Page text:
Evaluating (CAF): Complexity, Accuracy, Fluency Development of Writing Skill Among Iranian Language Learners as a Foreign Language (2013 - 2014)

Dr Mahdi Dahmardeh                            Ms Niloufar Shahmirzadi

One of the concerns in language testing is the extent to which measuring the same constructs, over certain time across different groups of test takers in an EFL situation. According to Manchón & de Haan (2008), both EFL and longitudinal studies are relatively rare, especially the writing skill, so as to explore valid and reliable developmental features.
In line with that many scholars believe that the constructs of second or foreign language performance and proficiency are multi-componential in nature, to analyse performance on a task at one time with stability of performance over time. These principal and fundamental dimensions can be adequately, and comprehensively, captured by the controversial notions of complexity, accuracy and fluency. (Skehan 1998; Ellis 2003, 2008; Ellis and Barkhuizen 2005; Ortega and Byrnes 2008). Skehan (1996) proposed that because learners have limited processing capacity, they will need to prioritise and that this leads them to focus on one aspect of performance at the expense of others. This can explain why some studies suggest further research.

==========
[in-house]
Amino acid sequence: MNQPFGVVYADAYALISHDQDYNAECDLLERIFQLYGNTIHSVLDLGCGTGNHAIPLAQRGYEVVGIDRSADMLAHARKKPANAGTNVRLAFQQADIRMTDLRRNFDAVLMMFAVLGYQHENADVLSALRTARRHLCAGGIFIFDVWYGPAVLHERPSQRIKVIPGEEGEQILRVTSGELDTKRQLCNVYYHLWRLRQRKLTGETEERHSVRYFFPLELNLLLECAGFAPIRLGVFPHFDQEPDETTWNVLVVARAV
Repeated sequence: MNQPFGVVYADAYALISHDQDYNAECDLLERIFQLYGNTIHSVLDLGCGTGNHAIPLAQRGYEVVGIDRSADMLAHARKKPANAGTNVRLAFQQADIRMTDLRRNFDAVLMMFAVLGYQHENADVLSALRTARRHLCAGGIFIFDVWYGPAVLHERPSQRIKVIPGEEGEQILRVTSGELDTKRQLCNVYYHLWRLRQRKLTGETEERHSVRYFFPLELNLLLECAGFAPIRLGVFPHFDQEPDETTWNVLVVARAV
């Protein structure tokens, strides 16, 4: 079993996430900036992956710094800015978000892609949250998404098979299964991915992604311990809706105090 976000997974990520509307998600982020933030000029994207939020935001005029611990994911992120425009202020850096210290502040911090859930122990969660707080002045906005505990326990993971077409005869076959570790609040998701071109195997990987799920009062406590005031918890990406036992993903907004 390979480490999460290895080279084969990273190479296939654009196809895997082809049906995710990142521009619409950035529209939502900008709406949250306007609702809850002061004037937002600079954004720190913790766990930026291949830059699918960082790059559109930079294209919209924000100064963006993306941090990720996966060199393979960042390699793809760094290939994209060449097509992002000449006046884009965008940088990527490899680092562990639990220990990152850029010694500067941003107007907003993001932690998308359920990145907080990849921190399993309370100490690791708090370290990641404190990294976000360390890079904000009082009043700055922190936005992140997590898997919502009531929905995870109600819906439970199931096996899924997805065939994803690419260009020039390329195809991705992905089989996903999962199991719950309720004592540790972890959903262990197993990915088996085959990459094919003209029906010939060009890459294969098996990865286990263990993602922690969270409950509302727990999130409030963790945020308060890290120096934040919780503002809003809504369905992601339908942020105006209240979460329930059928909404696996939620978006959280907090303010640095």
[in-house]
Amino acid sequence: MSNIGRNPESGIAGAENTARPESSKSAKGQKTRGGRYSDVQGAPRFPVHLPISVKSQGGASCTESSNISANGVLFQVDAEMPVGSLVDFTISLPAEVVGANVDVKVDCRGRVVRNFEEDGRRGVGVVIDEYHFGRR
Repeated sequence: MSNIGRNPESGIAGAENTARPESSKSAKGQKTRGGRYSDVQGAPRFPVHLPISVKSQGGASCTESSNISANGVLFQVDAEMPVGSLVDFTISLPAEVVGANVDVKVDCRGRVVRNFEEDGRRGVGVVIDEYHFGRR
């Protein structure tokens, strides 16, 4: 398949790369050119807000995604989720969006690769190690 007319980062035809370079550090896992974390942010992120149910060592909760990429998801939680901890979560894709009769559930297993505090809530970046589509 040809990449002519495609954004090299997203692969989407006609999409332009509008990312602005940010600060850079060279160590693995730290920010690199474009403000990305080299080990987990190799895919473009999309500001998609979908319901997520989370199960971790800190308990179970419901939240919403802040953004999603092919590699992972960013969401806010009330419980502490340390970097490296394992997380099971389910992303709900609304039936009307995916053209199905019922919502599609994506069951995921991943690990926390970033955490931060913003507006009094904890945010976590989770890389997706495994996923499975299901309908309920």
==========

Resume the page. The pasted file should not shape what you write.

Therefore, considering the scarcity of scientific and convincing evidence to analyse CAF-Complexity, Accuracy, Fluency-in writing skill, the present study will scrutinise a large number of writing of EFL learners to pave the way both for analytic scoring of language practitioners, and highlighting the trend of foreign language learners’ writing development.
Moreover, it will be plausible to observe if there is a nonlinear relationship among these three dimensions, and a learner’s improvement in repeating a task from a target-language perspective.